“In DCU #0 we’re watching him fall back through the present, into the past of Seven Soldiers where he finally comes to rest in the body of ‘Boss Dark Side’, the gangster from that story. The implication is that Darkseid has been consolidating his power base on Earth, in a human body, since at least the time of Infinite Crisis.”

The problem being that the page in question gave absolutely no impression of anything that Morrison describes here, and that there is that much of a disconnect between what he sees in his head and what is actually happening on the page does not really bode well for the rest of the series.

The problem is, if the FC script was done so far in advance, why couldn’t they get Countdown to fit in with it? Did they actively prevent the CD writers from seeing an FC outline?

um, why did anybody read Countdown or Death of the New Gods in the first place?

in other words, what Jer said.

Andrew Collins

June 9, 2008 at 9:57 pm

Man am I glad I jumped ship on the Countdown disaster somewhere around issue #40 of that title. It’s helped me keep my sanity and fanboy rage in check as I’ve taken a very zen-like “I just don’t care about Final Crisis” approach. My wallet is grateful too…

Yeah, exactly what Jer said.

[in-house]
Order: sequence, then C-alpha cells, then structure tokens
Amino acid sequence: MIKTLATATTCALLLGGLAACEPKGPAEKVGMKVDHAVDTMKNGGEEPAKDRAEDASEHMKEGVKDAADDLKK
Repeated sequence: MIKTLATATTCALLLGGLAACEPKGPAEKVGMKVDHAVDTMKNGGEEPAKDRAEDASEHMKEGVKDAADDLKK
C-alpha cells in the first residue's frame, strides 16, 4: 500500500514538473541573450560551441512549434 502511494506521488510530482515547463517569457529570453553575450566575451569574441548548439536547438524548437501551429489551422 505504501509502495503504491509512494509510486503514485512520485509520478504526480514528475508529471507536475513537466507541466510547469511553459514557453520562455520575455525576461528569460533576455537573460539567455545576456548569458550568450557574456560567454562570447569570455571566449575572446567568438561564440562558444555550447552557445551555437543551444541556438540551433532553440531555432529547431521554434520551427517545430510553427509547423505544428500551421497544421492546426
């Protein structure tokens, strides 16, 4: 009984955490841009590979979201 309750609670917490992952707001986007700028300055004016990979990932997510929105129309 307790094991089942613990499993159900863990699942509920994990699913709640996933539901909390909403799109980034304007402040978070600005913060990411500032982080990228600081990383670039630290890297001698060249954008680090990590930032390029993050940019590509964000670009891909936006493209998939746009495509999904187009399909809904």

But at the same time, I think GM may be misinterpreting the negative reaction. I suspect most readers aren’t annoyed with him or his story, but rather expressing a pent-up frustration at an editorial and marketing approach that tells readers “you also need to read this, and this, and this to get the whole story of our big mega-event!” but fails to coordinate the “this and this and this” part so the stories aren’t working at cross-purposes.

I’m perfectly happy not having read any of those other miniseries or tie-ins…but if I’d picked them up on the assumption they’d lead into FC and give me more insight into the background behind Morrison’s story (as DC claimed) I’d feel ripped off. I wouldn’t be blaming Morrison for that, though, and I don’t think any readers with any sense are.

Well, I’m confused.

Are we talking about the Death of the New Gods fiasco? ‘Cause if we are, then I would think that anyone who bought those series has a right to be mad.

I’m being generous here, but they had 11 months to figure everything out (that’s 8 months worth of Death of the New Gods issues, plus a 3 month “lead” from when it was first solicited).

That’s a f@cking long time for them “not to get their act together”.

I mean, if the series is called “Death of the New Gods” shouldn’t somebody have said: “Wait, don’t we need them for Final Crisis?”

Somebody?

Anybody?

I mean, what are they paying these people for?